U.K. News Media Put Spotlight on U.S. Presidential Election

The Hollywood Reporter
First States Called in Presidential Election

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First States Called in Presidential Election

LONDON –  As U.S. voters hit the polls for the presidential election, the British news media on Tuesday put the spotlight on the showdown, with most outlets emphasizing that the race was "too close to call."

The BBC dispatched its main news anchor, Huw Edwards, off to the U.S. to lead its team of journalists in the coverage, which will include a live results show this evening in the U.K. as the voting comes to a climax and the results begin coming in.

The battle for the U.S. presidency between Democrat Barack Obama and Republican Mitt Romney has gripped the British media, partly because the race is being billed as neck-and-neck.

The Sun, owned and published by News International, a division of Rupert Murdoch's News Corp., scented a return to the White House for Obama, publishing a two-page spread Tuesday that included the headline "GoBama." The tabloid predicted an Obama win, even though Murdoch has in recent days and weeks via Twitter often signaled support for Romney.

Always a home to celebrity, The Sun also carried a story about showbiz names such as Jay Z, Bruce Springsteen and Bob Dylan giving Obama a boost as the polls opened.

Arch rival tabloid The Mirror, has a live, running election section on its site, with the left-leaning newspaper claiming Obama to be "just ahead and no more."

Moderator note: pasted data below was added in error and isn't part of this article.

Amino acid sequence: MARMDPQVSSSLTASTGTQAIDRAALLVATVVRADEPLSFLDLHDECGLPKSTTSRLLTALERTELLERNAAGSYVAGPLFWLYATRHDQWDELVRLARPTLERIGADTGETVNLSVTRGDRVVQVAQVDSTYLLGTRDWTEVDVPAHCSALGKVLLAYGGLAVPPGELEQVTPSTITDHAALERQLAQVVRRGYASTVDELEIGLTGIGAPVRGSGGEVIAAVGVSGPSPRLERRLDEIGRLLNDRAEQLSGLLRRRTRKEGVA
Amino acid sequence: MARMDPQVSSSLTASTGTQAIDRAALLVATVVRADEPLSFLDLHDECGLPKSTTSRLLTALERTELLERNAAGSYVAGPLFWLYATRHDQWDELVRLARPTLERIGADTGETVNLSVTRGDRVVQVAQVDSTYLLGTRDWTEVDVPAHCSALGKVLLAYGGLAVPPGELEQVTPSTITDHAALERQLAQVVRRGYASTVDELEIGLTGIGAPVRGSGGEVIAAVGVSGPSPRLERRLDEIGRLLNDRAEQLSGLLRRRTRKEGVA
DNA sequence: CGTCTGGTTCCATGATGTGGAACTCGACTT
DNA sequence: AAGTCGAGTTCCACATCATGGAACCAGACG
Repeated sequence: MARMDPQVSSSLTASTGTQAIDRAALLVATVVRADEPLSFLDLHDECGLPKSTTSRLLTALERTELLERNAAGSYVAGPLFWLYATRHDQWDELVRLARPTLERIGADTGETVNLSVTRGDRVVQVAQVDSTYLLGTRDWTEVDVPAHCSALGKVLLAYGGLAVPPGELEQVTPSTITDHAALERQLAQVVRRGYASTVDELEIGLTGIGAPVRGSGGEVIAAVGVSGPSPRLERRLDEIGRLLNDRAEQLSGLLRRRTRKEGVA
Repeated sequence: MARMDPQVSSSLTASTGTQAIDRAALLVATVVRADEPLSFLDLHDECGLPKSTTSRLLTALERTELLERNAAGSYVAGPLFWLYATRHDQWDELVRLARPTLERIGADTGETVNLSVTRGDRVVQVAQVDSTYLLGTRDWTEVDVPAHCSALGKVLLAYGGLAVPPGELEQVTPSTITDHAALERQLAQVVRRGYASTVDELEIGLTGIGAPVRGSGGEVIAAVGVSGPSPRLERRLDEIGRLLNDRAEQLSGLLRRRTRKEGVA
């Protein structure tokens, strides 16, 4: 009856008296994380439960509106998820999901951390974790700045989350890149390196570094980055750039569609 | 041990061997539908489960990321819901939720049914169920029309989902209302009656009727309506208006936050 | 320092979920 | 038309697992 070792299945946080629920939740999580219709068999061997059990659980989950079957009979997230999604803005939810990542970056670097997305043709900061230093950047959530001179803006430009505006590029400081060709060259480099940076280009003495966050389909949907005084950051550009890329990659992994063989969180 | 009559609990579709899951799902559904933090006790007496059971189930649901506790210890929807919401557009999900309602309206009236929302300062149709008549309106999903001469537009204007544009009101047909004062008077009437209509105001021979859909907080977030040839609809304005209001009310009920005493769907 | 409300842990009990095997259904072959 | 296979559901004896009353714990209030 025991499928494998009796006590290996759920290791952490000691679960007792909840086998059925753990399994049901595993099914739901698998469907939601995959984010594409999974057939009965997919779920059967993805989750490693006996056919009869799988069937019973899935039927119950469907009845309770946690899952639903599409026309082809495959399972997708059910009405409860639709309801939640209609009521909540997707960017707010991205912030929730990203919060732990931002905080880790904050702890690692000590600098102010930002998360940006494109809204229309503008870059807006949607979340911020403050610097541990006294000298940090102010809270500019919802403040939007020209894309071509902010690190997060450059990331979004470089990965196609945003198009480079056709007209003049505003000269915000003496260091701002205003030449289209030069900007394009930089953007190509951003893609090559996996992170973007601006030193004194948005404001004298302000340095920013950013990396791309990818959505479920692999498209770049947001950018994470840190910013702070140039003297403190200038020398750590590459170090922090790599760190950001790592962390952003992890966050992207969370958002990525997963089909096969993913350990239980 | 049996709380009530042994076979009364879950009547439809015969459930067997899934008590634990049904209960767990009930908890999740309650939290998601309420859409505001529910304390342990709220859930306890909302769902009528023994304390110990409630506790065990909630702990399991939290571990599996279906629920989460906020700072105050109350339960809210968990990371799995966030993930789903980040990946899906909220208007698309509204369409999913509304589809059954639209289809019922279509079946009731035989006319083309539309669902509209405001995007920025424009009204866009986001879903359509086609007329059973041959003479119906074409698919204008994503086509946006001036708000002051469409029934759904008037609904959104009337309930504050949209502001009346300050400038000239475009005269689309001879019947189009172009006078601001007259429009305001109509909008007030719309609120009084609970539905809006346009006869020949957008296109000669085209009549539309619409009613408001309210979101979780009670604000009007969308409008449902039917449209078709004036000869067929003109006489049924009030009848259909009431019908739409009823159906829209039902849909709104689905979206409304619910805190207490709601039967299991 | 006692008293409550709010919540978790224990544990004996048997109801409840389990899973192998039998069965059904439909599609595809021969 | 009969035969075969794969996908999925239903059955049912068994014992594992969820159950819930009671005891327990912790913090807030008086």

The Independent, the U.K. national newspaper which aims to maintain political neutrality, introduced its coverage early Tuesday with the headline "Obama scents victory but has he done enough?”

And The Times, another part of Murdoch's British newspaper empire, reflected on the emotional end to the campaigning as voting finally got under way with a picture of Obama's tears on the hustings.

The extensive coverage in The Telegraph, a traditionally right-leaning broadsheet, included a report about the wishlist from the U.K.'s political establishment following the winner being declared.

It pointed to the fact that British prime minister David Cameron might face more difficulty should Romney win following the pair's very public exchange of views on the eve of the London 2012 Olympic Games.

Romney had expressed on US television that there were "disconcerting" signs about Britain's readiness to host the Games, just a day before the event was due to get underway.

It is also widely noted across the media that this presidential campaign is the most costly ever mounted by the candidates.

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